(yeah ok, I haven’t quite figured out what innovation means to me yet. I’m still thinking about it.)
Jensen Harris had an interesting post on his blog yesterday about what it took in Office 2003 to maintain the color schemes presented on Windows XP. Interestingly, in Visual Studio we use approximately the same scheme that you can see if Office 2003. We key off a set of known color schemes and proffer up a default color palette based upon that theme. In the case of VS, I believe we use a palette of about 250 colors.
You’ll notice that the 2007 Office System offers three themes: Black, Silver, and Blue. In Visual Studio 2005, we had the following predefined palettes:
- Luna Blue (aka NormalColor)
- Luna Silver (aka Metallic)
- Luna Olive (aka HomeStead)
- Royale (which has a story behind it)
- Unknown Theme
- Windows Classic
- High Contrast
- Debug (taste the rainbow)
So, a couple comments: apparently, there was a brief period of time (before I started at Microsoft) where Whidbey had a blue color scheme nearly identical to Office 2003. We decided to change this to the tan or putty-colored palette that you see by default in VS 2005 today (which was for the best, I think).
When Visual Studio runs on a version of Windows with a theme it doesn’t recognize, it will generate a “best-fit” palette keyed off Windows’s system colors. Back in Whidbey Beta 1, this applied to the new Royale visual style, which was introduced in Tablet PC 2005 and Media Center 2005.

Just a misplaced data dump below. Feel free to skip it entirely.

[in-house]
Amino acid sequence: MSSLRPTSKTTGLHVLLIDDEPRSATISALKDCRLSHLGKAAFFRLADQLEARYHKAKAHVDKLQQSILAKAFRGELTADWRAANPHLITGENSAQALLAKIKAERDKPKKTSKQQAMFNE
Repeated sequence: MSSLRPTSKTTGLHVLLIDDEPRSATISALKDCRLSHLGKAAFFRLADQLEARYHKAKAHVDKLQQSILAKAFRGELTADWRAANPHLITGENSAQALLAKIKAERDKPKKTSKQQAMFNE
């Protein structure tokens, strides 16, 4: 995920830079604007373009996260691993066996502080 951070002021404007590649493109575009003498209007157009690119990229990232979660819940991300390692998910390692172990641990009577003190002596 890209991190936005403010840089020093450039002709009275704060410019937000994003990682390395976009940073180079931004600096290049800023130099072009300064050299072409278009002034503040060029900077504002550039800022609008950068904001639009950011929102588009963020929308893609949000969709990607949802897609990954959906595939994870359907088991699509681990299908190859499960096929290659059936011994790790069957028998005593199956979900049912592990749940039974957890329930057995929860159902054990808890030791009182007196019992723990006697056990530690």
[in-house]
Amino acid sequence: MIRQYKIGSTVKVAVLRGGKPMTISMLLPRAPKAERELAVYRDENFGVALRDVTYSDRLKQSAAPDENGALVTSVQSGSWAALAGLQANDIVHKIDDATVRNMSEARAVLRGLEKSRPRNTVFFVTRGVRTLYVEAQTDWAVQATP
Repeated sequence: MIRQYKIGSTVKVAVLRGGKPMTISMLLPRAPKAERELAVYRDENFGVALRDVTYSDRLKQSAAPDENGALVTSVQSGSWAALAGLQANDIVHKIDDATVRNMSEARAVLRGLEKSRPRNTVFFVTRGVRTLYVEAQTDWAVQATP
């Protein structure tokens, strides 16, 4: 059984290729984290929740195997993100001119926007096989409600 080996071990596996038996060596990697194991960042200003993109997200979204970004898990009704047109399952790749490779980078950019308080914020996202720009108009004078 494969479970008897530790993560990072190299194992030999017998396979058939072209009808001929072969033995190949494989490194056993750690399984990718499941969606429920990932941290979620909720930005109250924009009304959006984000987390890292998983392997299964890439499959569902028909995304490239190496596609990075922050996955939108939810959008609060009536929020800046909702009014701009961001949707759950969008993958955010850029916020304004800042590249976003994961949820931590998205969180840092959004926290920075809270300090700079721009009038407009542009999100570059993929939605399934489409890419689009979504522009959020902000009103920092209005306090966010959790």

Back in January 2005, I purchased a PC running Media Center 2005 to replace the decrepit, old PC that had served me all the way through college. I loved every bit of the MCE experience, except that the color scheme Visual Studio generated for Royale was less than optimal. I took it upon myself to create a new VS theme to support Royale over the course of a weekend and checked it in just before we locked down for release. I think the first place the new color scheme was ever seen was on my MSDN blog shortly thereafter.
For Orcas, we’re planning on maintaining our existing color palette selection system and extending it to include a palette for Windows Vista’s Aero. I don’t expect that we will move to a scheme like Office 2007’s, but it’s always interesting to understand why other groups in Microsoft make the decisions they do.
Also, in case you maintain a Windows application that proffers up a custom color palette based upon the current theme, make absolutely sure that your theme detection code checks for more than the theme name. “NormalColor” is not unique to Luna Blue. Performing a simplistic theme-check also pick up Royale (and possibly Aero, though I haven’t checked yet). Make sure you use two separate pieces of data to validate which theme you’re using.